Kumar Sangakkara, RR's director of cricket, supported Sanju and praised his belief for backing himself to finish the game. Though disappointed at the final outcome, Sanju stated that he will do the same thing if a similar situation presents in future as well. As opinions and debates raged around in print, visual and social media about the correctness or otherwise of Sanju's actions, it will be interesting to take a look at how players responded to similar situations in the past and the instances where batsmen struck five runs or more off the last ball to win a game for their side.
A peek into statistics of IPL shows only two players have struck a six to win the match for their team when more than four runs were needed off the last ball. The first, of course, is Mahendra Singh Dhoni, one of the greatest finishers of all time, who struck a six when his side, Rising Pune Supergiants, needed six runs to win the game against Kings XI Punjab in 2016. The other player is Dwayne Bravo, who hit a six when Chennai Super Kings needed five runs to win against Kolkata Knight Riders in 2012. There have been eight instances when winning runs were scored through a six off the last ball, but in all the other six instances, four or less runs were needed. Thus, what Sanju attempted to pull off was a feat that had been accomplished by only two cricketers before in the IPL. On the other hand, there are numerous instances of batsmen hitting a boundary off the last ball to win matches and that option certainly carried a higher statistical probability of reaching the target.
When it comes to last-ball sixes, the one struck by Javed Miandad off Chetan Sharma in the final of the Austral-Asia Cup at Sharjah on April 18, 1986, will remain etched in the minds of all those who watched that match. Chasing an Indian score of 245 runs in 50 overs, Miandad played the innings of his life time to take Pakistan to 236/7 wickets when Chetan Sharma started the last over. Pakistan lost two more wickets while adding five runs off the first four balls. Last man Tauseef Ahmed blocked the fifth ball and ran; he would have been run out by yards had Mohammad Azharudeen’s throw from close range hit the stumps. With four runs required off the last ball, a visibly tense Chetan Sharma's attempted yorker ended up as a full toss and Miandad gleefully swatted over mid-wicket for a six to snatch a remarkable win for his side.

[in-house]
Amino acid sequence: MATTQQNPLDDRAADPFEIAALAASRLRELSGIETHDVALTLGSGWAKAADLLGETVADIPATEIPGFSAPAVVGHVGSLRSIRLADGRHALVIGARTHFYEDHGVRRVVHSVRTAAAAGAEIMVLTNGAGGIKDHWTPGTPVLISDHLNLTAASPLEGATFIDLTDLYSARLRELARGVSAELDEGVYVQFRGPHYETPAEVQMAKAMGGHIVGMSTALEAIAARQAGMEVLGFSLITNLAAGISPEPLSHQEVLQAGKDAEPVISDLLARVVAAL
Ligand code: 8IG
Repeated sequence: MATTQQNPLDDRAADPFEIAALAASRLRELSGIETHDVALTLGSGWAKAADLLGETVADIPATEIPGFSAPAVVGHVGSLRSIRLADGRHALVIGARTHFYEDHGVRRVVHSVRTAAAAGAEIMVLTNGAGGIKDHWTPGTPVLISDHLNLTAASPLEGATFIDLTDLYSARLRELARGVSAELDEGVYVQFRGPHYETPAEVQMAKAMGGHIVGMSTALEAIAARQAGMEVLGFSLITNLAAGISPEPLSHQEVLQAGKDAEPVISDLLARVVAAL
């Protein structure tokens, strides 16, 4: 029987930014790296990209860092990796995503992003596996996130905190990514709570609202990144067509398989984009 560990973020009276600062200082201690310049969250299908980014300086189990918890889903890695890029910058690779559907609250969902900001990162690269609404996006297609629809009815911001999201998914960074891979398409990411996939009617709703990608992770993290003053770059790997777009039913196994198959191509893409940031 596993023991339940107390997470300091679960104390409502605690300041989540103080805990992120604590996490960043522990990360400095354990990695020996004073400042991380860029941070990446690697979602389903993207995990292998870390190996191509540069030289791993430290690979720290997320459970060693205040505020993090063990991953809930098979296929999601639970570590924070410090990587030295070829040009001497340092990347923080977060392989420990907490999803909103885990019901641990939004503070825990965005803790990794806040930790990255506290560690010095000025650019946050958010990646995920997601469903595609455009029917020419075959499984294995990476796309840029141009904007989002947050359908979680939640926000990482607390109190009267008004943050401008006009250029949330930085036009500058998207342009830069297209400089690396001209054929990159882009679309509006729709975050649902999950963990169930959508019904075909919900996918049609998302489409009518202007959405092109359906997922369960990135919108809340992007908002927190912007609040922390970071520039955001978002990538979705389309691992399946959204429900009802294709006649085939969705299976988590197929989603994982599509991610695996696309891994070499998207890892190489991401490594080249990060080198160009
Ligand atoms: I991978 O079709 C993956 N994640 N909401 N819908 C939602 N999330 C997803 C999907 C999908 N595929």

In September, 1986, Australia reached India to play a three-Test series, the first match of which was held at Chennai. On the last day of this game, the Aussie skipper Alan Border made a sporting declaration, setting India a target of 348. Helped by half-centuries from Sunil Gavaskar and Mohinder Amarnath, India mounted a spirited chase, that saw them reach 344 when the ninth wicket fell off the last ball of the penultimate over. When Greg Mathews started the last over, India needed four runs to win and Ravi Shastri, unbeaten on 45, was on strike, with Maninder Singh, the No. 11, at the other end. Shastri took a couple off the second ball and pushed for a single from the third, to tie the scores. But this brought Maninder Singh on strike and Mathews, who was bowling a dream spell, needed just two balls to trap him in front of the wicket to secure a tie. Shastri later justified his decision to take a single stating that he wanted to make it safe for India. But the fact remains that had he retained the strike and not taken that single, India might have won the match.